1) Basic honda appliance means reliability and not thrill of driving

2) Proper tailgate/liftgate combo means you can lug full sized sofas and long lumber with the tailgate down, unlike with a swing door CRV (this is very useful)

3) If hauling dogs advise her to buy some custom plastic mattes for the floors

4) Buy one with side airbags, mine is a 2005 EX and has these but double check year/trim

5) Later 2008+ had revised seatbelts in the seats not in the doors, this is a better approach for rear ingress

6) These are not good if you constantly have rear passengers as the front passenger needs to open their door first (clamshell)

7) They are shorter than a Honda Civic making them easy to park in cities

8) AWD more likely to have mechanical issues and those models had a rear sunroof thing that leaks if not looked after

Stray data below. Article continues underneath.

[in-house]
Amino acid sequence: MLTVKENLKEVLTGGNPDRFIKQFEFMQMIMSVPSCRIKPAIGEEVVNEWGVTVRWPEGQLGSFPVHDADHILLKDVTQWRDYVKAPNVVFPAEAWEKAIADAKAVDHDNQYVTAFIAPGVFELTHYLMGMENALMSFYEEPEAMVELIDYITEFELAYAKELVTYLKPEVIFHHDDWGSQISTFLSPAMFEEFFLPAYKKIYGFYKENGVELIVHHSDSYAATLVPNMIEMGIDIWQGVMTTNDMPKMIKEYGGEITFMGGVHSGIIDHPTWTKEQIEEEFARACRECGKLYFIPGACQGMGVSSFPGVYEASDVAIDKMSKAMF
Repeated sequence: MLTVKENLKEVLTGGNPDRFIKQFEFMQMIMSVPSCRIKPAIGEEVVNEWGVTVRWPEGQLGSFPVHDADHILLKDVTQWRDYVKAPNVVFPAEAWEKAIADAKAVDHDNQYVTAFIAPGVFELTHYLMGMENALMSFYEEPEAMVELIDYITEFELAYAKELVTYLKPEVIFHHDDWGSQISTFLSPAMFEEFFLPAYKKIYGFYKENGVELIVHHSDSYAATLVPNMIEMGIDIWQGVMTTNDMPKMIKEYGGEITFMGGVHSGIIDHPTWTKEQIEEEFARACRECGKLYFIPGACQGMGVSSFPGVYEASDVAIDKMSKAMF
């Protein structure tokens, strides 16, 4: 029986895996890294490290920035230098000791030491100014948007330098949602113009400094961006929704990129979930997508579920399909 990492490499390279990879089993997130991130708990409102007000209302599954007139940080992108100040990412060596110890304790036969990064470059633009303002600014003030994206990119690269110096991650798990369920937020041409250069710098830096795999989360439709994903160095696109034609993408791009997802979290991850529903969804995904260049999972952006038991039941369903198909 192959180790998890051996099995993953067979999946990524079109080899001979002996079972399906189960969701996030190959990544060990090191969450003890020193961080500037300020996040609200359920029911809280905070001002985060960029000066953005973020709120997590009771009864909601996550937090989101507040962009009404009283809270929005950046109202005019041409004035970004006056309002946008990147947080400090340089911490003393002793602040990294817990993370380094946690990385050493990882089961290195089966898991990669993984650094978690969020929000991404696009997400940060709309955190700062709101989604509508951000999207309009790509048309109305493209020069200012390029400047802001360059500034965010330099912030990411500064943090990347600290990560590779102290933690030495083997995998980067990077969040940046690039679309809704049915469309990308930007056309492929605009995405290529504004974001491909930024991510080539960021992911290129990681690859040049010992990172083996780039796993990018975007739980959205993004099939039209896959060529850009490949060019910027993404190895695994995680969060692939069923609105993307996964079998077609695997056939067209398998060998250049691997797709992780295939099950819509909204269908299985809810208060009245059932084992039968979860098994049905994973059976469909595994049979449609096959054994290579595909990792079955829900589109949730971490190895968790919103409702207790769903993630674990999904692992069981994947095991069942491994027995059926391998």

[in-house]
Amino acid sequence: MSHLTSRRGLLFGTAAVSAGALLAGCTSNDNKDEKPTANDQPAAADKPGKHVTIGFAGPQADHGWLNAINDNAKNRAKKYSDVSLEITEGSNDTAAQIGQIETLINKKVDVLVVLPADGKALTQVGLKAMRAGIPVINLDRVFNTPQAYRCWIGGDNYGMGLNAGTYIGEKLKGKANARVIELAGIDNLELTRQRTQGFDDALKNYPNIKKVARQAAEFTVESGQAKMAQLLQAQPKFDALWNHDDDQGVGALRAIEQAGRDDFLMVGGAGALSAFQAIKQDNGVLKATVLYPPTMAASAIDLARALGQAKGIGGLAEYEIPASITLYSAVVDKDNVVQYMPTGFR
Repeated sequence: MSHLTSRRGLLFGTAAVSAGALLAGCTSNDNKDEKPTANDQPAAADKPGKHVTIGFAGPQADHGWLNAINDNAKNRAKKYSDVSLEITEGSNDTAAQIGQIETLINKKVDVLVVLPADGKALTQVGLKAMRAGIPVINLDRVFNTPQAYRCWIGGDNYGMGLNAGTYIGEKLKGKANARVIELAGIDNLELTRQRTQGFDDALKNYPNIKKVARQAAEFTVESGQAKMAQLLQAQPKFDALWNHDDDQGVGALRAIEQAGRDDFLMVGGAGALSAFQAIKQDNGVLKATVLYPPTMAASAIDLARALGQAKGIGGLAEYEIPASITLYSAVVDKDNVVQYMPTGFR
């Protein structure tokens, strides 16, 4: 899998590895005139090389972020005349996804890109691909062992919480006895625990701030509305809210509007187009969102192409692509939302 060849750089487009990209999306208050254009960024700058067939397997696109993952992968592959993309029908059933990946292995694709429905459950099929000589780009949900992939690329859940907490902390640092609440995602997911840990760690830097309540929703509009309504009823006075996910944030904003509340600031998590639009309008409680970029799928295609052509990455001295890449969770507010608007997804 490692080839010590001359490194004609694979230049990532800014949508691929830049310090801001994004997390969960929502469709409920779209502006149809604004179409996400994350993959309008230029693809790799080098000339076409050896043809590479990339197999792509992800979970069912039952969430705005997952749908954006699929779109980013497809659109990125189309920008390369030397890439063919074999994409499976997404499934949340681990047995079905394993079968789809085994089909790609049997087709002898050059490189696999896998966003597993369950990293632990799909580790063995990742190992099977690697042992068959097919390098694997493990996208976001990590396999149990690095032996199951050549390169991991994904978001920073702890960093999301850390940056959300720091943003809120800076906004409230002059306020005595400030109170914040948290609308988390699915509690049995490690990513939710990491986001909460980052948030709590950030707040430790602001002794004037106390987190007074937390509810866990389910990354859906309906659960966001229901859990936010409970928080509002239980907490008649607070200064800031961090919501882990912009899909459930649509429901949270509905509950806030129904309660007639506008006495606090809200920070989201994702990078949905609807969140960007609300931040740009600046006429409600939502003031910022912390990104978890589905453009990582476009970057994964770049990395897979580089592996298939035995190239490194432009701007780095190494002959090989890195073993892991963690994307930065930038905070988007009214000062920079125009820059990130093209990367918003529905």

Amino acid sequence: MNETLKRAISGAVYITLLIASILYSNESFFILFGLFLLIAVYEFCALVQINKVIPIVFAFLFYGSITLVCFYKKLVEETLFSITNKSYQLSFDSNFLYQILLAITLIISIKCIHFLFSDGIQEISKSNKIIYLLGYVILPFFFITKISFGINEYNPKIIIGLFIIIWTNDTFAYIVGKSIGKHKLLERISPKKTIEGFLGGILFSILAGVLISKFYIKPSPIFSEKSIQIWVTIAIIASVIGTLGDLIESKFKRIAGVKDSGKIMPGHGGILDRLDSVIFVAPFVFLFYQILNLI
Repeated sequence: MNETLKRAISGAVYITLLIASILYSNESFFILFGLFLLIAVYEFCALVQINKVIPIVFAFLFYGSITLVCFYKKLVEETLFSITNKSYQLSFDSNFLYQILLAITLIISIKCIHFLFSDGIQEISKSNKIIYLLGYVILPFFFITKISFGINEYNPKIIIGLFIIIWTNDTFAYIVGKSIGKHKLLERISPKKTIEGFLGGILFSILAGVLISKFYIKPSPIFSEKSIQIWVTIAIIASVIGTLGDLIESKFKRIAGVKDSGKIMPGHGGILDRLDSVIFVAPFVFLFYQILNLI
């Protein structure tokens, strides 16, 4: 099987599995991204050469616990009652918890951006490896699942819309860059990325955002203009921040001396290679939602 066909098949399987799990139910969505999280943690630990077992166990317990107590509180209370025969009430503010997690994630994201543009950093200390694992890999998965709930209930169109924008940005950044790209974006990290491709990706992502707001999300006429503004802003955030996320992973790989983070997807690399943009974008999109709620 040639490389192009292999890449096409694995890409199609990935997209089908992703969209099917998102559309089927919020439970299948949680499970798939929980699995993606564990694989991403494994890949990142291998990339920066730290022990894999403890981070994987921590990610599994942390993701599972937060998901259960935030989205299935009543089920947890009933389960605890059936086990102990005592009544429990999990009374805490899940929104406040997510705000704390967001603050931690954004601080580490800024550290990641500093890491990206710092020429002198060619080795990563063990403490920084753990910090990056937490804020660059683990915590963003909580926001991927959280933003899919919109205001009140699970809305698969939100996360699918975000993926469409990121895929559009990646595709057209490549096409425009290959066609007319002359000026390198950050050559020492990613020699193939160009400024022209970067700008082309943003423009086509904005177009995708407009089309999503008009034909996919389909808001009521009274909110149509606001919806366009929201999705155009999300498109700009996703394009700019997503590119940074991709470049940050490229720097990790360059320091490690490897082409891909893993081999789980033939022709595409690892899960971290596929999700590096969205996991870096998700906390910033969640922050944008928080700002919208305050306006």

9) Water repellent fabric for all seats in higher trim models, only front seats in lower trim models

10) Unpainted plastic quarter panels look crappy but are great for not needing repairs (treat them like an older Series Landrover)

11) Decent ground clearance is good for bad winters or potholed streets

12) Remember there are only four seats, can't fit a fifth person

13) Buy those little convex mirrors to reduce blindspots of having seats folded up

Woody GRM+ Memberand MegaDork
9/22/12 9:53 p.m.

Thanks Ottowa.

If anybody else is looking for one of these things, I found this breakdown from the eCamper people to be pretty helpful.


bastomatic Dork
9/22/12 10:22 p.m.

Oh, and the seat fabric tears very easily - most will show significant wear on the driver's side bolster. Covers are not recommended either due to the in-seat airbags that many models have.

Flight Service
Flight Service SuperDork
9/22/12 11:40 p.m.
Osterkraut wrote:
CarKid1989 wrote:
Flight Service wrote: If you want a GRM project get a 5 speed and look up the 6 speed conversion. Apparently about $200 in parts from a tsx jumps the mpg into the low 30s